Fox News: Firm co-owned by Omar's husband got $635K in COVID-19 loans ... while scoring millions from campaign donations; Update: Made $4M in 2020

Now that’s keeping it in the family. Ilhan Omar’s 2020 campaign paid the firm co-owned by her husband Tim Mynett over $2.7 million for services rendered, allowing the couple to keep a significant part of the $5.7 million they raised for her re-election. The E Street Group LLC was by far the biggest recipient of Omar’s campaign, accounting for half of all disbursements. The second-ranking recipient was the state Democratic Party (DFL here in Minnesota) with just under $400K.


At the same time E Street Group and Mynett/Omar scored big incomes with the campaign, they also scored big on COVID-19 relief, according to Fox News:

Public records show that E Street Group, co-owned by Omar’s husband, Tim Mynett, received nearly $135,000 in Paycheck Protection Program (PPP) loans and $500,000 in Economic Injury Disaster loans. …

Public records show that E Street Group, co-owned by Omar’s husband, Tim Mynett, received nearly $135,000 in Paycheck Protection Program (PPP) loans and $500,000 in Economic Injury Disaster loans.

Federal Election Commission filings also show that the firm received payments for other campaigns, including $175,000 from the committee of Rep. Pramila Jayapal, D-Wash., and nearly $130,000 from the Minnesota Democratic-Farmer-Labor Party.

In what world was E Street Group LLC in need of taxpayer support? Why did a member of Congress who personally benefited from campaign donations through E Street Group allow her husband’s firm to get access to $635,000 in subsidized relief loans in the first place? One might think this kind of grift should get the attention of the House Ethics Committee at some point — if not federal prosecutors.

One has to wonder whether Omar knew this was coming out. The Daily Wire recalls that Omar suddenly announced that she would cut ties with E Street Group a fortnight after the election:

In mid-November, Omar cut ties with her husband’s firm after she won re-election in Minnesota’s 5th Congressional District, saying she wanted to “make sure that anybody who is supporting our campaign with their time or financial support feels there is no perceived issue with that support,” the Star Tribune reported.

“Every dollar that was spent went to a team of more than twenty that were helping us fight back against attacks and organize on the ground and online in a COVID-19 world,” she added. “And Tim — beyond his salary at the firm — received no profit whatsoever from the consulting relationship the firm provided.”


The Star Tribune noted at the time that this wasn’t a spontaneous demonstration of transparency. Omar cut ties because an outside group had filed a complaint about her campaign-finance ties:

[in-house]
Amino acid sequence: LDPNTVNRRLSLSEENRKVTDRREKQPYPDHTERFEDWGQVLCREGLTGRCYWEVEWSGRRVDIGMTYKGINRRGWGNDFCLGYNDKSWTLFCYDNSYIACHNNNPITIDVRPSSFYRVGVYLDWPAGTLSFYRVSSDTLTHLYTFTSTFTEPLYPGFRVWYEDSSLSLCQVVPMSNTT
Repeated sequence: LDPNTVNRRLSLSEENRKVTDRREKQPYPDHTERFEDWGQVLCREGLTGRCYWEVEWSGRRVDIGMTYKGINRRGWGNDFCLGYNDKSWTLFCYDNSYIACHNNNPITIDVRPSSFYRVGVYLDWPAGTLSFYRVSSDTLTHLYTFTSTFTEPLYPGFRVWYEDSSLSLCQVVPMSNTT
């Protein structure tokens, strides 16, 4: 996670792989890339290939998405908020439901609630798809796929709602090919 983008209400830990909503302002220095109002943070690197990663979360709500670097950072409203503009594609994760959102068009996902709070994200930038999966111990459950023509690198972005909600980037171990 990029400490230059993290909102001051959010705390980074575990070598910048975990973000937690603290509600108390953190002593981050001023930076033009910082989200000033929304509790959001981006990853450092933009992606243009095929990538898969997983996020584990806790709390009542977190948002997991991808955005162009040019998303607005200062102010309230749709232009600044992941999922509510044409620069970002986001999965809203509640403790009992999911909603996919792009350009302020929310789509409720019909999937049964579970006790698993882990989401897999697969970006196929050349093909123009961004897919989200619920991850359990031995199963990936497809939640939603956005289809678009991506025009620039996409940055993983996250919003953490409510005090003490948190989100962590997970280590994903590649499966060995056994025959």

The Federal Election Commission has taken no public action in response to a complaint last year from a conservative group that alleged money from Omar’s campaign paid to now-husband Tim Mynett and his E Street Group LLC for personal travel expenses.

Beyond being able to point to Omar as a high-profile client, the contract was a lucrative one for the E Street Group: Omar’s campaign reported paying the firm more than $1.1 million for advertising and consulting in the third quarter of this year alone — transactions that Omar has defended as legitimate. The firm’s leadership has also previously said that much of the advertising expenses are transferred to other vendors. …

Omar stopped short of adequately addressing concerns about how the money was spent by E Street Group, said Thomas Anderson, a spokesman for the National Legal and Policy Center, the group that filed the initial complaint. “We feel Congresswoman Omar is attempting to clean up a mess we laid out in our complaint.”

Add the COVID-19 loans to the mix, and it’s pretty easy to see the grift in Omar’s approach to public service. That might not make Omar unique in the Beltway, but the sheer chutzpah of draining badly needed relief aid for her family’s business puts Omar in a class of her own. Or so we hope, at least.


Update: Just what “economic injury” did E Street Group LLC suffer in 2020? They made $4 million in this cycle, according to Open Secrets. They only made $145,000 in 2018, the first cycle of their operation. The amount of their COVID-19 relief loans was four times their entire income of the 2018 cycle. Where’s the “injury”?

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David Strom 7:00 AM | May 18, 2024